How Do You Use The Word Laissez Faire?


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Daisy Sarma Profile
Daisy Sarma answered
The term laissez faire is used in economics. Introduced to the English language by George Whatley, in 1774, in his book Principles of Trade, of which Benjamin Franklin happened to be the co-author. Laissez faire is actually French and translated literally, means 'let go or let pass'. The 19th century saw the usage of the term to represent free market economics. What the term laissez faire implies is that private enterprise and production should be allowed to roam free, and not be taxed or subject to any other such form of economic regulation by the State. The extremists in the free market domain take this interpretation to another level by stating that it connotes total non taxation. What the term actually connotes is the concept of free trade, which means that the government should not set tariffs and other such measures that could possibly cut down trade and business between two countries across the globe.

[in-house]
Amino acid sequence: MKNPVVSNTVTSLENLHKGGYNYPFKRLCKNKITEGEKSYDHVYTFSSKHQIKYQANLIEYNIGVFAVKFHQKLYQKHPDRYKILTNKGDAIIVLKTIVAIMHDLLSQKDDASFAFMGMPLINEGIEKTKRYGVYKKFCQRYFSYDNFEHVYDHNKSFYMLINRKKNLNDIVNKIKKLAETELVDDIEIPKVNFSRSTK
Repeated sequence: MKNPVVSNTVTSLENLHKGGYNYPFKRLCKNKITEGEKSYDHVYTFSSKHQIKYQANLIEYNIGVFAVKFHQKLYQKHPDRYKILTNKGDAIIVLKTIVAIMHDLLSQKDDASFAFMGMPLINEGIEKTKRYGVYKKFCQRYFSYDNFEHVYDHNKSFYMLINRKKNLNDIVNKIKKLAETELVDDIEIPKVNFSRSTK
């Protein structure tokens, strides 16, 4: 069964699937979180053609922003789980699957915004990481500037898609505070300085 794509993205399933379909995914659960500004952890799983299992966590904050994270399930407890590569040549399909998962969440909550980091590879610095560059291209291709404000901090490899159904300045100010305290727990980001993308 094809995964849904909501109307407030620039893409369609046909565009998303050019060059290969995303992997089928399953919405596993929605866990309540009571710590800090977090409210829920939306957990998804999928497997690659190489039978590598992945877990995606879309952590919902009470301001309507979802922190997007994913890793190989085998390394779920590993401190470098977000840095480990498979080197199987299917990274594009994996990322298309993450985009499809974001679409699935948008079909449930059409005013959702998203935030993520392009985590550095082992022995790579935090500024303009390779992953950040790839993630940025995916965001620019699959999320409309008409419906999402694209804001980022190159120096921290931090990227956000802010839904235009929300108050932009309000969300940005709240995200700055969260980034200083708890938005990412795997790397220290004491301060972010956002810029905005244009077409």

It is being increasingly used in place of the term free market today.
donna jackson Profile
donna jackson answered
laissez faire pronounced, les A fair, is a French term that was incorporated into the English language, and has a meaning of freedom to apply rules or decisions as one wishes.
The webster dictionary defines it as "to let people do as they wish".
The word is normally imperative but can also be used as an adjective.
This word is often used interchangeably with free trade to mean that nations do as they wish.
It's broader meaning can be applied to many situations, for example, he has a laissez faire attitude to his studies.
European countries have adopted a laissez fare attitude towards the European Union agreement.
chen lyfen Profile
chen lyfen answered
Hi, " laissez faire " is french phrase, I think, it means permit or let someone do it or " let it be " anyway it is allowedly doing somethings.

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